Our service cap for Field Grade officer (O-4 to O-6) in the Army Chaplain Corps perfectly complements the Army Service Uniform, or ASU. Manufactured new in Army Shade 450 to match the ASU, the Field Grade service cap’s visor is adorned with arcs of oak leaves in beautiful gold bullion. The hatband features a black silk band bounded by ½-inch gold braid, which helps accentuate the goldenlite chinstrap.

Why settle for hats that were previously issued (and probably worn) when you can have a new, smartly crafted service cap that has been manufactured to meet or surpass all Army regulations?
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For most of the Civil War, Chaplains were acknowledged to be military officers, but statute did not enumerate positions of rank for them. Near the end of the war, Congress established a “rank of chaplain without command,” subsequently changing it to “assimilated rank of captain”—i.e., Chaplains were to be seen and respected as Captains, but with no command authority. This odd classification remained the only rank for Chaplains until 1904, when those with ten or more years of service were promoted to Major.

But being a Major and wearing insignia and other accouterments indicating that rank were two different things. It wasn’t until 1914 that Chaplains began to wear actual rank insignia, but the practice was brought to an end in 1918 thanks to the influence of General John J. “BlackJack Pershing” his perspective on the role of Chaplains in the military.

Along with Bishop Charles Brent, who was serving as the Chief Chaplain of the American Expeditionary Force, Pershing felt that rank was a barrier to open communication and good relations between the Chaplaincy and enlisted soldiers. In the Encyclopedia of United States Army Insignia and Uniforms, retired Lieutenant Colonel William K. Emerson says that “Pershing believed that a successful chaplain depended on his personality instead of his rank, and he believed it so much that he really thought chaplains were not true soldiers.”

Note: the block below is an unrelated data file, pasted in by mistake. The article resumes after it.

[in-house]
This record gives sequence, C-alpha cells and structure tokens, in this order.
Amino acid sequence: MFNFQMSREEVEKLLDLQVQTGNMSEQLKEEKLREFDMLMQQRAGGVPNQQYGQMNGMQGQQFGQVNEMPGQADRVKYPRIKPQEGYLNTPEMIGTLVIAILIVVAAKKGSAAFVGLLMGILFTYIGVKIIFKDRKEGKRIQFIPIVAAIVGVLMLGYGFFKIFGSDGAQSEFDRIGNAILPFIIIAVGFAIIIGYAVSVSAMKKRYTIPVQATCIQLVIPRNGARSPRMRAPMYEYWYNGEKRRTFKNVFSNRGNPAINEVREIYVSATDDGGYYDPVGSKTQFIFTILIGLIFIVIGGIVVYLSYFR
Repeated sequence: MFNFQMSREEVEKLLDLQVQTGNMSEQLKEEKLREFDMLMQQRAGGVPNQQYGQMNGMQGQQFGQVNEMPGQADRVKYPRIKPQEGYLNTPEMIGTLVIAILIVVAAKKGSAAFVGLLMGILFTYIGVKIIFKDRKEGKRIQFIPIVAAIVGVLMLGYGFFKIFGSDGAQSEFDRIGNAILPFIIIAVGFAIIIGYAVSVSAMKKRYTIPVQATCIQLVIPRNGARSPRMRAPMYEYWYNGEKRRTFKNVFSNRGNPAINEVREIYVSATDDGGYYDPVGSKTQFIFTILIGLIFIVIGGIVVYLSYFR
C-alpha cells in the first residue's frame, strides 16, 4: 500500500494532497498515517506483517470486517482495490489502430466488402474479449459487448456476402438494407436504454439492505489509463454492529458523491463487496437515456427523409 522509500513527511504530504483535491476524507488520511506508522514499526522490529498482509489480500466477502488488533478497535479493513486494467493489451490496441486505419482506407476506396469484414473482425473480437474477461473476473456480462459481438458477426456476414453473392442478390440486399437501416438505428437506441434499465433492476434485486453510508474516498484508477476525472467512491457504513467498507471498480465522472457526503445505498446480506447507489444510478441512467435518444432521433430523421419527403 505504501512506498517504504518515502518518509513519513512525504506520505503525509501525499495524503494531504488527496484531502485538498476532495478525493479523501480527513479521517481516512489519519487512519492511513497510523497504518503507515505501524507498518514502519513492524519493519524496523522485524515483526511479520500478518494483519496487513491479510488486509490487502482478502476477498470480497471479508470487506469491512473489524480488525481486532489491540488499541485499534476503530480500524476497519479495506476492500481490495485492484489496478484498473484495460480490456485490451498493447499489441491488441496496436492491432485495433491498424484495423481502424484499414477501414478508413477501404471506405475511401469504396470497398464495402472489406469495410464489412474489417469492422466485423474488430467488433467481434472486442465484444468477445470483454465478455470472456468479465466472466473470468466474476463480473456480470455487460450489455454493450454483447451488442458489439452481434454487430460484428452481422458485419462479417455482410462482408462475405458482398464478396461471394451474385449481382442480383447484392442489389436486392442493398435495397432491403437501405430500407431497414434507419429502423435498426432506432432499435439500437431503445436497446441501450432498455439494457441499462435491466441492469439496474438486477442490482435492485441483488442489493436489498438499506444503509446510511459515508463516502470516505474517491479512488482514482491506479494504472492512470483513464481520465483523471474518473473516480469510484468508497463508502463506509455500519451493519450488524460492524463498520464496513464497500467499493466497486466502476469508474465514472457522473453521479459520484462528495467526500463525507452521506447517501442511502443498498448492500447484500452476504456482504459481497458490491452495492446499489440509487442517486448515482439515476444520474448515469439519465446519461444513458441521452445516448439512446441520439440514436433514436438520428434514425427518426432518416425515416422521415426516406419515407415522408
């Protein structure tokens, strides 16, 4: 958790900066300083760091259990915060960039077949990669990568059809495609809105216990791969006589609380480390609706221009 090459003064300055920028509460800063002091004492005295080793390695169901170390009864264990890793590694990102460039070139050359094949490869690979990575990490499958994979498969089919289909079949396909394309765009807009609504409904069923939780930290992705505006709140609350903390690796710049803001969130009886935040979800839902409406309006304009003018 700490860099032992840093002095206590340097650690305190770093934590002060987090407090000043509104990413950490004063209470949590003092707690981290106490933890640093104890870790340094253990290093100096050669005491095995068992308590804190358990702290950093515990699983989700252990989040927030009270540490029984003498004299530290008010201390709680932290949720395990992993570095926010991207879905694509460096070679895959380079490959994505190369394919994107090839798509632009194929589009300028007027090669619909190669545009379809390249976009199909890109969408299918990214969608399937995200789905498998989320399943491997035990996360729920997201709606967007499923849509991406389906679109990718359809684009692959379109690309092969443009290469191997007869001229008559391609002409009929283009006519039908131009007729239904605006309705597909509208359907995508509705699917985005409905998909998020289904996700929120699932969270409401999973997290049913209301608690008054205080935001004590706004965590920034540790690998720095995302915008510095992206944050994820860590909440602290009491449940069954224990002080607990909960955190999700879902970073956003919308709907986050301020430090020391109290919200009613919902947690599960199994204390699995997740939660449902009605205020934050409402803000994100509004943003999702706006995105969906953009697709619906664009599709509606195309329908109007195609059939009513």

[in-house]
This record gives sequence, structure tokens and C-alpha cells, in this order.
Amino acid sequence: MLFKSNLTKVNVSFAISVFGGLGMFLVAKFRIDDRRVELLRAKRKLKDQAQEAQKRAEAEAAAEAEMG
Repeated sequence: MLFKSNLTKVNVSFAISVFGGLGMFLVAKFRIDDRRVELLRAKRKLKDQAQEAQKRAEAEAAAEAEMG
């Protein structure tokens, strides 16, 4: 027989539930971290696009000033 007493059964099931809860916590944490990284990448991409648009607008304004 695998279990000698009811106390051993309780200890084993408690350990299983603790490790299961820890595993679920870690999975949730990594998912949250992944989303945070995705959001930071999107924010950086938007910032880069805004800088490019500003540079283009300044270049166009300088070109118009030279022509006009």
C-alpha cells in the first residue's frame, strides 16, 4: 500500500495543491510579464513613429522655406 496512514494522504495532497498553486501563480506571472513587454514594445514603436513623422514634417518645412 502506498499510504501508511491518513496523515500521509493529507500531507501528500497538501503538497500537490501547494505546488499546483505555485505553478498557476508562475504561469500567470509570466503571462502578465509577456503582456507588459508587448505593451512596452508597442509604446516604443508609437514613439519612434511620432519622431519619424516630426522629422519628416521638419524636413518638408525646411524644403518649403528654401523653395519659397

Although Pershing’s orders were obeyed by Chaplains in Europe, his edict was not as well-received stateside. Emerson notes that the order was not widely followed in the United States, and that three senior Chaplains were relieved for leading protests against Pershing’s decision. But with Pershing’s resignation as Army Chief of Staff in 1924, the door was opened to reverse the disliked order, and in 1926 John T. Axton, Chief of Chaplains of the United States Army, succeeded in having rank insignia restored to the uniforms of Chaplain Corps officers.


About us

As a certified manufacturer of uniforms and insignia, The Salute Uniforms considers it a privilege to provide the members of our nation’s military services with superior-quality apparel and accoutrements. We guarantee that every product we offer is made in the USA and meets or surpasses Mil-Spec standards. Browse our online catalog and discover how our tradition of excellence and commitment to innovation makes us your best source for military uniforms, insignias, medals, and accessories.


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